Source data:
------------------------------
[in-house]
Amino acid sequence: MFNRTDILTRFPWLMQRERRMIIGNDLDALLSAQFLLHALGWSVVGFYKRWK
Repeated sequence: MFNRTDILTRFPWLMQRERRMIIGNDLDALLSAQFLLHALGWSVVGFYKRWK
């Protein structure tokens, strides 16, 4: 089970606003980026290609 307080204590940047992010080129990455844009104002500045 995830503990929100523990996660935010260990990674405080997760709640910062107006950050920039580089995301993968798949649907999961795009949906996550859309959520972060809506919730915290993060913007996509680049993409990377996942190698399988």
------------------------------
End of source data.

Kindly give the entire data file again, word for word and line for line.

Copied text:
[in-house]
Amino acid sequence: MFNRTDILTRFPWLMQRERRMIIGNDLDALLSAQFLLHALGWSVVGFYKRWK
Repeated sequence: MFNRTDILTRFPWLMQRERRMIIGNDLDALLSAQFLLHALGWSVVGFYKRWK
């Protein structure tokens, strides 16, 4: 089970606003980026290609 307080204590940047992010080129990455844009104002500045 995830503990929100523990996660935010260990990674405080997760709640910062107006950050920039580089995301993968798949649907999961795009949906996550859309959520972060809506919730915290993060913007996509680049993409990377996942190698399988």